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Disorders

Types of Disorders

 
ADHD
Attention Deficit Hyperactivity Disorder
Causes
Symptoms
Treatment
 
Cognitive Disorders
Amnestic Disorders
Autism
Brain Disorders
Cognitive Disorders
Dementia Disorder
Huntington's Disease
Mental Retardation
Parkinson's Dementia
Parkinson's Disease
 
Disruptive Behavior Disorders
Conduct Disorder
Disruptive Behavior Disorders
Oppositional Defiant Disorders
 
Dissociative Disorders
Dissociative Disorder
Dissociative Fugue
Depersonalization Disorder
Dissociative Amnesia
Dissociative Disorder NOS
 
Eating Disorders
Anorexia Nervosa
Binge Eating Disorder
Bulimia Nervosa
Compulsive Eating Disorder
Eating Disorder
Obesity
 
Factitious Disorders
Factitious Disorders
Malingering
Munchausens Syndrome
 
Learning Disorders
Attention Deficit Hyperactivity Disorder
Dyslexia
Learning Disorder in Children
 
Personality Disorders
Antisocial Personality Disorder
Avoidant Personality Disorder
Boderline Personality Disorder
Dependent Personality Disorder
Diagnosis of Personality Disorder
Histrionic Personality Disorder
Narcissistic Personality Disorder
Obsessive-Compulsive Personality Disorder
Paranoid Personality Disorder
Passive Aggressive Personality
Personality Disorder NOS
Personality Disorders
Schizoid Personality Disorder
Schizotypal Personality Disorder
 
 
 
Disruptive Behavior Disorders: Problematic behavior beyond control     

Disruptive Behavior Disorders are considered to be one of the most prominent reasons for children to be referred to psychologists and clinical social workers for diagnosis and treatment. Almost 10 percent of children in the general population may show signs and symptoms of disruptive behavior patterns at some point of time or other. These disorders are divided into two major categories— Oppositional Defiant Disorder and Conduct Disorder.

Oppositional Defiant Disorder: This refers to children with poor control over their emotions and a tendency to have recurrent conflicts with parents, teachers and others. These children often have problems in adjusting to social situations or getting along with others and may develop far serious problems in later life. The age of onset of this disorder is between 3 to 7 years. Most of the children with ODD exhibit signs of aggression and antisocial behavior.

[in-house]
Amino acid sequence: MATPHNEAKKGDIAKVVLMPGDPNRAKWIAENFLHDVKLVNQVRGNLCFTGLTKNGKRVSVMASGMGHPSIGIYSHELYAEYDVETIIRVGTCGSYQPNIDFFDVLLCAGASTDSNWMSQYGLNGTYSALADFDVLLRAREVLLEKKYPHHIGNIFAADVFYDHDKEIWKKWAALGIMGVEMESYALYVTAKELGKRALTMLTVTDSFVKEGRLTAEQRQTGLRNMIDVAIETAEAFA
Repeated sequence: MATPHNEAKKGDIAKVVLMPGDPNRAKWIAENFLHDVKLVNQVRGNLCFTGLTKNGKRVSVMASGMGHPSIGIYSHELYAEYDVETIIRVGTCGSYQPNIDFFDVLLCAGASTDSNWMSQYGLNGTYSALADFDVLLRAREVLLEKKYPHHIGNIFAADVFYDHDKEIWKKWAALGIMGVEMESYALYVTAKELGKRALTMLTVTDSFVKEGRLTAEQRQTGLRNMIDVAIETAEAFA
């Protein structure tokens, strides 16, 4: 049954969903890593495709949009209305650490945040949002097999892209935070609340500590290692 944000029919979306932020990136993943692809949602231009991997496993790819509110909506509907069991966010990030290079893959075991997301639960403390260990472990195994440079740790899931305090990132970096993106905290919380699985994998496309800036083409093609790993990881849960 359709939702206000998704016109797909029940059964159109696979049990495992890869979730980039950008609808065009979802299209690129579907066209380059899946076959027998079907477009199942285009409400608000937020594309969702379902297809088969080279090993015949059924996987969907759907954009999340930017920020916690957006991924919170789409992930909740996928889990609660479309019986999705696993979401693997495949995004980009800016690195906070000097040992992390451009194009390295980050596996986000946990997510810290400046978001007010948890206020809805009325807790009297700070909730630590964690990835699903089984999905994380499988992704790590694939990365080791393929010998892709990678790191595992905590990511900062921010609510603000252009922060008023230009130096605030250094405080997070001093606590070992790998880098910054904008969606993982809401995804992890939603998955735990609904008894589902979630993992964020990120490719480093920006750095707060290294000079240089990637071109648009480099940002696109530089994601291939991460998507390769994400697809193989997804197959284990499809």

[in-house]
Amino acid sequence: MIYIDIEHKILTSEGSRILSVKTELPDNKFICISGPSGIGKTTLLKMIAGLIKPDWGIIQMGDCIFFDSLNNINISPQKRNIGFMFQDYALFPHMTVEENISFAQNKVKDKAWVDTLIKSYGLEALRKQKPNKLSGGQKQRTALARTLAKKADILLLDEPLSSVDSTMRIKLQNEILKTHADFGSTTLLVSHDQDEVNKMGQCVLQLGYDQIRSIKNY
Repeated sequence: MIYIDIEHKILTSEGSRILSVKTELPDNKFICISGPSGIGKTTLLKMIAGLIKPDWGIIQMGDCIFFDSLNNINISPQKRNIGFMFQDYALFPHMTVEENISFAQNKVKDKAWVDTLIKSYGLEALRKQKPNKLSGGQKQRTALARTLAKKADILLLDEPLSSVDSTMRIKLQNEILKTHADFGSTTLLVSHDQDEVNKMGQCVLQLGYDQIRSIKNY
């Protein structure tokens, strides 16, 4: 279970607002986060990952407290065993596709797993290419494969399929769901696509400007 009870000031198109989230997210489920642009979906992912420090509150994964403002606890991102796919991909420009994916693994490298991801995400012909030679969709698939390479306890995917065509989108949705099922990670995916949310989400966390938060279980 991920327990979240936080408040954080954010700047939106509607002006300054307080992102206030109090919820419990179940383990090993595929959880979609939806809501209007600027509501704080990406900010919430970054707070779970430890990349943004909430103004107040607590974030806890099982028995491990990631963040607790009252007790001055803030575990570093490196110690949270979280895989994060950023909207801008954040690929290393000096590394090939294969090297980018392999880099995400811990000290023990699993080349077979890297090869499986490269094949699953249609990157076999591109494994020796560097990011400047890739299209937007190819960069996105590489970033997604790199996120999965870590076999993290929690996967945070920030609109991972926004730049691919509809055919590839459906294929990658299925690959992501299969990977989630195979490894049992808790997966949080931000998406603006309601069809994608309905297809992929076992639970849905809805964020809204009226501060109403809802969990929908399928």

Conduct Disorder: The age of onset of this disorder is around age 9 and it may proceed on to adolescence. Children affected by this disorder are extremely aggressive and exhibit antisocial behavior such as throwing tantrums, being hostile towards others, disobeying their parents, teachers and others and are extremely vengeful. They might try to harm themselves as well as others.

Causes of Disruptive behavior Disorders:

Biological Factors: As per research, biological factors play a significant role in the development of these disorders. These disorders are more prominent in boys than in girls. This indicates that sex hormones play a significant role in their development. Certain findings also point to the fact that children with these disorders have uncommonly low levels of general arousal and thus, seem to want the excitement that accompanies their disruptive behaviors.

Psychological Factors: Children with Disruptive behavior Disorders often show apprehensive attachment to their parents and often live in downbeat environments that may involve poverty, large family size and being placed in foster care. In addition, their parents often use harsh child rearing practices, which may actually encourage disruptive behavior.

Environmental factors: These involve rejection of the child by peers, anger and alienation of the child by parents and teachers and confused relationship of the child with the primary caretaker. Other factors may include patents with an unstable marriage, inability of the parents to provide affection, guidance or love to the child and family discord leading to separation or divorce.

Treatment and Outcomes:

Treatment for disruptive behavior disorders revolves around rectifying the child’s aggressive behavior and finding means to alter dysfunctional family patterns. Family therapy and behavioral techniques play a significant role in the treatment of these disorders. They involve modifying the child’s environment in order to bring about the behavioral changes, which in itself is a challenging task. Both parents and teachers are advised on how to deal with the problematic children without being judgmental or alienating them.

 
 

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